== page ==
Keep in mind too that every job will have drawbacks and disappointments, as well as benefits and successes. The key is finding a balance of both so that you enjoy your daily life in spite  of the shortcomings. Don't beat your self up because it only took you moments to have a personal epiphany. You took advantage of an opportunity and now realize it isn't what you wanted. No harm in that. 

So here are couple of cliches. Life is short. Do what makes you happy. No one on their deathbed ever wished they had spent more time at work. 
Joined Feb 8, 2009
If you don't see cooking in every restaurant as a stepping stone to a bigger stepping stone It's hard to see the whole picture. Most cooks work in this business and get burned out. No restaurant pays enough to put up with the long hrs, working weekends, being away from family and so on. There has to be a light at the end of the tunnel. Even if it's just a flicker of light it's still a light. Each restaurant you work in is a learning experience  to make that light look a bit brighter. If you don't have that light your seeking it will be a dead end. Cooking is a job that you need to feel a sense of accomplishment. Every Chef here has gone through what you are going through. Lost weekends, holidays and missing your family are part of the business. You need to have balance in your life to succeed. The only reason I succeeded as a Chef/Owner was passion. I was good at what I did, I felt a sense of accomplishment. In my case it paid off, in most cases it's doesn't. The pressures of family are always weighing on you and in most cases win. Most will leave this profession and seek out careers that give them time for family and friends. All the Chefs that have worked their profession for years will tell you it was a hard road. There were many hardships along the way. They will also tell you they wouldn't changed a thing and would do it all over again. You may have to step in a bit of shit today to smell the roses of tomorrow.......Chef Bill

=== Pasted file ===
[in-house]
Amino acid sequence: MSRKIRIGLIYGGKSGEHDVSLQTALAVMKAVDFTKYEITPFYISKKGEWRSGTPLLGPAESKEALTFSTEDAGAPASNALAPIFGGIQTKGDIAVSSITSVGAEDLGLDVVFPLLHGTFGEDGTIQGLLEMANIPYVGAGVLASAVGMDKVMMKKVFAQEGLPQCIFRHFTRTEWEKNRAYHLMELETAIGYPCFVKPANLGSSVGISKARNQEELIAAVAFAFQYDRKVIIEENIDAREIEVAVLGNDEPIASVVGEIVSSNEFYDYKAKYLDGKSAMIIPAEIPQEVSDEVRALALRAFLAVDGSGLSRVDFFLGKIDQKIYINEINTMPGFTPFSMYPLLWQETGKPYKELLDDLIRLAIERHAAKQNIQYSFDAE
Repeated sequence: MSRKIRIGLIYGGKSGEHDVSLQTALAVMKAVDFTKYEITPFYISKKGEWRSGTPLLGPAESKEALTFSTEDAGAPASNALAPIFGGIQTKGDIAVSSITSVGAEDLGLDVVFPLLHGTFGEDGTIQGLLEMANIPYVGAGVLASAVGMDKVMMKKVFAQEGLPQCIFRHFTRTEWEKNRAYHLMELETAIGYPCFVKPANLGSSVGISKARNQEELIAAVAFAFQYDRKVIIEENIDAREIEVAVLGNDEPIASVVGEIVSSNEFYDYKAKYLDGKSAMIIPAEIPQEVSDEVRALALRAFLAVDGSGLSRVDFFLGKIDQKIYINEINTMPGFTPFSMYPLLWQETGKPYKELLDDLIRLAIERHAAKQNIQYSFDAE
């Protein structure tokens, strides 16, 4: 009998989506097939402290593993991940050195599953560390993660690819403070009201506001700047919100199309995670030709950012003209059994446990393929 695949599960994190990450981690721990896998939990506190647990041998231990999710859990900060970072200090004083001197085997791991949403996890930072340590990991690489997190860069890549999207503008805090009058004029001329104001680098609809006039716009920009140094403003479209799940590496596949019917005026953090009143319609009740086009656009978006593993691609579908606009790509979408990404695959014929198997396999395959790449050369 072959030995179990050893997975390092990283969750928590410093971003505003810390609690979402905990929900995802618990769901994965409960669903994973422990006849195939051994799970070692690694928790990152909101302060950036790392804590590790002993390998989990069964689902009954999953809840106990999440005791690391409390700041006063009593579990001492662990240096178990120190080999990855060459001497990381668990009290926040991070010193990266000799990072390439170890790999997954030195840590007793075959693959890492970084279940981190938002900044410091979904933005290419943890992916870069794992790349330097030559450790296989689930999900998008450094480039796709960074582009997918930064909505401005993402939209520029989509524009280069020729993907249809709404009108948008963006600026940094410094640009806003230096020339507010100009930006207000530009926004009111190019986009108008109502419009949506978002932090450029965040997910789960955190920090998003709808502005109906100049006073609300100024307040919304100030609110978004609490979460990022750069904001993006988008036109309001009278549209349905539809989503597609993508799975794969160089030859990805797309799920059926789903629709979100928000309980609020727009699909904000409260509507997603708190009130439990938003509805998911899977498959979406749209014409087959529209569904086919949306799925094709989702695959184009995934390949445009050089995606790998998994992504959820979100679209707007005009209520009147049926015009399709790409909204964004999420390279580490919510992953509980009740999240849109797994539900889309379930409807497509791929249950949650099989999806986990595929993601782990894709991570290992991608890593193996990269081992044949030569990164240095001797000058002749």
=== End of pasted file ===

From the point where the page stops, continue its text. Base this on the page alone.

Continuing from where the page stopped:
Joined May 18, 2007
So... Obviously we've all known another soul that had your predicament. It's a tough spot to be in... Family life vs career etc. Only you can choose that one... I will tell you that I chose both by leaving the career in restaurant / hotel for University Dining services... I.e. Sodexo, Aramark, Compass Group etc. Its a different world, but you don't have to start your life over career wise, and they come with most holidays off, and health benefits for that family. If you want to know more just message me and I'll tell you about what I do.

Chef Solon
Joined Aug 19, 2012
I made family a priority years ago, before having kids and I don't regret it at all. It limited what I could do in the short term, but was worth it in the end. You can't ever have back the opportunity to spend time with your family. Your kid's "firsts" only happen once.

It sounds to me like your family is a bigger priority than your ego. Good for you. Most "true" artists are ego driven and ultimately very selfish. Their accomplishments (and attempts at tgem) are the priority. The time for that is when you're single.

Chef Solon mentions one great alternative to the crazy restaurant hours. You might also try the business and industry food service world or retirement centers. Choose wisely in these sectors. Just like a restaurant, your boss, and the quality of his operation, will ultimately determine your happiness to a much greater degree than your pay will. I've had 100+ hour weeks in college food service too, but I was the "clean up" guy helping turn around bad operations in a district that had been run into the ground. The company I worked for was repeatedly rated as one of the best 50 employers in the country. My experience was anything but, because of my boss and the operations I went into, not because of the company.

Latest posts

Top Bottom